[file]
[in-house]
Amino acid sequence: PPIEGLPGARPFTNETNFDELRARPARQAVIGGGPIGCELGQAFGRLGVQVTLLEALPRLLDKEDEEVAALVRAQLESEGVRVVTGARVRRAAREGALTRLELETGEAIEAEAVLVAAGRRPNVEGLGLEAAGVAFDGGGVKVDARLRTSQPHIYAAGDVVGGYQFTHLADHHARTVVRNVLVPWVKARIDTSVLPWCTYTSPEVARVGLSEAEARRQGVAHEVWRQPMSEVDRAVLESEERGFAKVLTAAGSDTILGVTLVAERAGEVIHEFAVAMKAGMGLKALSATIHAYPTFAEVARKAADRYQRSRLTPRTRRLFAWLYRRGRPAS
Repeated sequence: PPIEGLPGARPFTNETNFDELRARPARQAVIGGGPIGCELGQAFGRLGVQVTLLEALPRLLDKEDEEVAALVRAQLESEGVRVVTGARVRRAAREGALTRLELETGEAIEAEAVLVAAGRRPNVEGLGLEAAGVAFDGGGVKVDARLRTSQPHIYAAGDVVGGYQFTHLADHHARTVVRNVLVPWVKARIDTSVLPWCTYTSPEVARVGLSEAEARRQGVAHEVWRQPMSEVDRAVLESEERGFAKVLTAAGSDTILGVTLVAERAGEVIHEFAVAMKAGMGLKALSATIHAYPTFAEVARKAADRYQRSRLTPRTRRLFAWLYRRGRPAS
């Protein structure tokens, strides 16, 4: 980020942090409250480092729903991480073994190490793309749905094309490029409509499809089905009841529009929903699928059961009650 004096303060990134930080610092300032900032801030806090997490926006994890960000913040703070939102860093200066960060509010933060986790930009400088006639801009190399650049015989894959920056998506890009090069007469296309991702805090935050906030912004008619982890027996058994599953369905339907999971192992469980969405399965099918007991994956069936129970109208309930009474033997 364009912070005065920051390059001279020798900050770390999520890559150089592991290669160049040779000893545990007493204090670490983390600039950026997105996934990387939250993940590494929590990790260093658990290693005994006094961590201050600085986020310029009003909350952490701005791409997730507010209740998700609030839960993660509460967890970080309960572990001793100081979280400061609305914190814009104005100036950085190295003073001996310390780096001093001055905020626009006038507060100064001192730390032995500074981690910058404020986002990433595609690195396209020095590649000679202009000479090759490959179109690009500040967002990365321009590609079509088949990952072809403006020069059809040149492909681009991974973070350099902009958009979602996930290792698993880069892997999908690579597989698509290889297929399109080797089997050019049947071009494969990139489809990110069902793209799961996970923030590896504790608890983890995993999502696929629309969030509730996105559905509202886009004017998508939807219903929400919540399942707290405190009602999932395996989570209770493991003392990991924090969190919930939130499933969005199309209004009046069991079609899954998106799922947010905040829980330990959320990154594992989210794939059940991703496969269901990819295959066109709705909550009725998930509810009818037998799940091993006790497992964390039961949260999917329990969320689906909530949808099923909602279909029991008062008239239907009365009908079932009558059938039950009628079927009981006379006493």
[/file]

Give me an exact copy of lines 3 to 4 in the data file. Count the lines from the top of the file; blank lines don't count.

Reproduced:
Repeated sequence: PPIEGLPGARPFTNETNFDELRARPARQAVIGGGPIGCELGQAFGRLGVQVTLLEALPRLLDKEDEEVAALVRAQLESEGVRVVTGARVRRAAREGALTRLELETGEAIEAEAVLVAAGRRPNVEGLGLEAAGVAFDGGGVKVDARLRTSQPHIYAAGDVVGGYQFTHLADHHARTVVRNVLVPWVKARIDTSVLPWCTYTSPEVARVGLSEAEARRQGVAHEVWRQPMSEVDRAVLESEERGFAKVLTAAGSDTILGVTLVAERAGEVIHEFAVAMKAGMGLKALSATIHAYPTFAEVARKAADRYQRSRLTPRTRRLFAWLYRRGRPAS
């Protein structure tokens, strides 16, 4: 980020942090409250480092729903991480073994190490793309749905094309490029409509499809089905009841529009929903699928059961009650 004096303060990134930080610092300032900032801030806090997490926006994890960000913040703070939102860093200066960060509010933060986790930009400088006639801009190399650049015989894959920056998506890009090069007469296309991702805090935050906030912004008619982890027996058994599953369905339907999971192992469980969405399965099918007991994956069936129970109208309930009474033997 364009912070005065920051390059001279020798900050770390999520890559150089592991290669160049040779000893545990007493204090670490983390600039950026997105996934990387939250993940590494929590990790260093658990290693005994006094961590201050600085986020310029009003909350952490701005791409997730507010209740998700609030839960993660509460967890970080309960572990001793100081979280400061609305914190814009104005100036950085190295003073001996310390780096001093001055905020626009006038507060100064001192730390032995500074981690910058404020986002990433595609690195396209020095590649000679202009000479090759490959179109690009500040967002990365321009590609079509088949990952072809403006020069059809040149492909681009991974973070350099902009958009979602996930290792698993880069892997999908690579597989698509290889297929399109080797089997050019049947071009494969990139489809990110069902793209799961996970923030590896504790608890983890995993999502696929629309969030509730996105559905509202886009004017998508939807219903929400919540399942707290405190009602999932395996989570209770493991003392990991924090969190919930939130499933969005199309209004009046069991079609899954998106799922947010905040829980330990959320990154594992989210794939059940991703496969269901990819295959066109709705909550009725998930509810009818037998799940091993006790497992964390039961949260999917329990969320689906909530949808099923909602279909029991008062008239239907009365009908079932009558059938039950009628079927009981006379006493």